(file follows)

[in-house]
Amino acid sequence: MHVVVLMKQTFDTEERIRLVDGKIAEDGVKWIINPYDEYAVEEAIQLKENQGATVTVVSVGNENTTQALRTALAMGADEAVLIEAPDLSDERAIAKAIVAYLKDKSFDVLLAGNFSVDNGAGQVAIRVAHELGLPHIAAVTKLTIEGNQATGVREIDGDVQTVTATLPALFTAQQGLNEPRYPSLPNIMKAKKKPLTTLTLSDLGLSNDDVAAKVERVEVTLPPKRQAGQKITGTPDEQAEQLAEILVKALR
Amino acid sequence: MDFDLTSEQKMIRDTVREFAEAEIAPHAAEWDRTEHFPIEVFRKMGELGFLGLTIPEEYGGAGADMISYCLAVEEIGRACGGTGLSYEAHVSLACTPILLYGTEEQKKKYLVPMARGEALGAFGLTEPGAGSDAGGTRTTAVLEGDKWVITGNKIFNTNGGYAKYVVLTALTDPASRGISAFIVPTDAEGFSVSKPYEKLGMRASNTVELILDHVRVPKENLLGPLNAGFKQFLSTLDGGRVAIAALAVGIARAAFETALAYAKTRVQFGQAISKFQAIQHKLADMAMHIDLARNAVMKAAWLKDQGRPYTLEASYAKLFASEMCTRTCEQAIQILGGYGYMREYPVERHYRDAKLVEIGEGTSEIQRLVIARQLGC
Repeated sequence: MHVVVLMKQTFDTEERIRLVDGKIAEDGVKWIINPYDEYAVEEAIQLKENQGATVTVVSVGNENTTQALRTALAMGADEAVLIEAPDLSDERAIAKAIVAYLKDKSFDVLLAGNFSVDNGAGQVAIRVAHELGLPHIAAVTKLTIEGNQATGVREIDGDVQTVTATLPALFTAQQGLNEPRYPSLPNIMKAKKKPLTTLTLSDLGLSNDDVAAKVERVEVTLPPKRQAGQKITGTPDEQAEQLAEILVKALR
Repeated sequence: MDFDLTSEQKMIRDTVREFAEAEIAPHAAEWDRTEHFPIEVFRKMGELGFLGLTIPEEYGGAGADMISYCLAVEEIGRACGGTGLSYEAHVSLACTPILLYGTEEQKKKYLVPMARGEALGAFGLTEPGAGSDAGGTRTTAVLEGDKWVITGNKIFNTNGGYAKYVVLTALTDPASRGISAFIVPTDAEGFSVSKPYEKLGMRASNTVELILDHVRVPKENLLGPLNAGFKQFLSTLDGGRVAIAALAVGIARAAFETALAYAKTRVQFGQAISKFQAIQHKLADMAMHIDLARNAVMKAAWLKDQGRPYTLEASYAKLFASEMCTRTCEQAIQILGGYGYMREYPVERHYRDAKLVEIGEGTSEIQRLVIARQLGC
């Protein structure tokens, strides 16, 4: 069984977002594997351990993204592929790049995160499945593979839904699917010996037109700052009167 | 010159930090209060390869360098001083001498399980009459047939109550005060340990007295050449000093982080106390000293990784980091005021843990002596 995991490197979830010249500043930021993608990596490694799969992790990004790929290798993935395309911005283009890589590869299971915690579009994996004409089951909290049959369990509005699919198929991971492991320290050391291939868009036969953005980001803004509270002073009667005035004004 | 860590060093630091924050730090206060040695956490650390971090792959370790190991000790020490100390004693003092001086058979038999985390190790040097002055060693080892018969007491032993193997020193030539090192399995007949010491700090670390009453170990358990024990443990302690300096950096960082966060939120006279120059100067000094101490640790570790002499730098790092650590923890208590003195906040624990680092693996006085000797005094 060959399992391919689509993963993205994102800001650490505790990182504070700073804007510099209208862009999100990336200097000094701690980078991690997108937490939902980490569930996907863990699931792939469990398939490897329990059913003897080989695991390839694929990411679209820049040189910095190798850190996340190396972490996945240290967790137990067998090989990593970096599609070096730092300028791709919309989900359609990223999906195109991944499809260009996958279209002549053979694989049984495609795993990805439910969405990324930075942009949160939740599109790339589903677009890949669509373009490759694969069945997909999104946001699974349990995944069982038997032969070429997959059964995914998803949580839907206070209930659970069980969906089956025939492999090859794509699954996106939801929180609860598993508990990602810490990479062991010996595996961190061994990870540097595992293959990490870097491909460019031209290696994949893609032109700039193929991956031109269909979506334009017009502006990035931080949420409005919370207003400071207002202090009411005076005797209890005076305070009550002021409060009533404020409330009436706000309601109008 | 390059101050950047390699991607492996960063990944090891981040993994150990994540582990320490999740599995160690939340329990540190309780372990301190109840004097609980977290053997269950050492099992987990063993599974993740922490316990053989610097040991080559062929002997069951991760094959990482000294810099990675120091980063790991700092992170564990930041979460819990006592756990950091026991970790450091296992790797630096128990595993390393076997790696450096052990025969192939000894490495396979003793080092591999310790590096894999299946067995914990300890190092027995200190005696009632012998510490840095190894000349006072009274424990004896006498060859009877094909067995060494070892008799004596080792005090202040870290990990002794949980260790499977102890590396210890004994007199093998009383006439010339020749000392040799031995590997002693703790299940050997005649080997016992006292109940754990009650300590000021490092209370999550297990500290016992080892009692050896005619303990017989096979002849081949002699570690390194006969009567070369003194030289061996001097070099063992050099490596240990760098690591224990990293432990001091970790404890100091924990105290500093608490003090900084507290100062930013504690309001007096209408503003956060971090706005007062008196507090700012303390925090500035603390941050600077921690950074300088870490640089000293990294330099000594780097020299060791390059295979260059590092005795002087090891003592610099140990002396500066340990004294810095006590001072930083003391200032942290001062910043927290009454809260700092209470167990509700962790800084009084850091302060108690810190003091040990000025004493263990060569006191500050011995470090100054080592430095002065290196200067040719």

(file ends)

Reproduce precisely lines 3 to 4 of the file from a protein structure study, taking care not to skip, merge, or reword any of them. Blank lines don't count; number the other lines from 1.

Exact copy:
Amino acid sequence: MDFDLTSEQKMIRDTVREFAEAEIAPHAAEWDRTEHFPIEVFRKMGELGFLGLTIPEEYGGAGADMISYCLAVEEIGRACGGTGLSYEAHVSLACTPILLYGTEEQKKKYLVPMARGEALGAFGLTEPGAGSDAGGTRTTAVLEGDKWVITGNKIFNTNGGYAKYVVLTALTDPASRGISAFIVPTDAEGFSVSKPYEKLGMRASNTVELILDHVRVPKENLLGPLNAGFKQFLSTLDGGRVAIAALAVGIARAAFETALAYAKTRVQFGQAISKFQAIQHKLADMAMHIDLARNAVMKAAWLKDQGRPYTLEASYAKLFASEMCTRTCEQAIQILGGYGYMREYPVERHYRDAKLVEIGEGTSEIQRLVIARQLGC
Repeated sequence: MHVVVLMKQTFDTEERIRLVDGKIAEDGVKWIINPYDEYAVEEAIQLKENQGATVTVVSVGNENTTQALRTALAMGADEAVLIEAPDLSDERAIAKAIVAYLKDKSFDVLLAGNFSVDNGAGQVAIRVAHELGLPHIAAVTKLTIEGNQATGVREIDGDVQTVTATLPALFTAQQGLNEPRYPSLPNIMKAKKKPLTTLTLSDLGLSNDDVAAKVERVEVTLPPKRQAGQKITGTPDEQAEQLAEILVKALR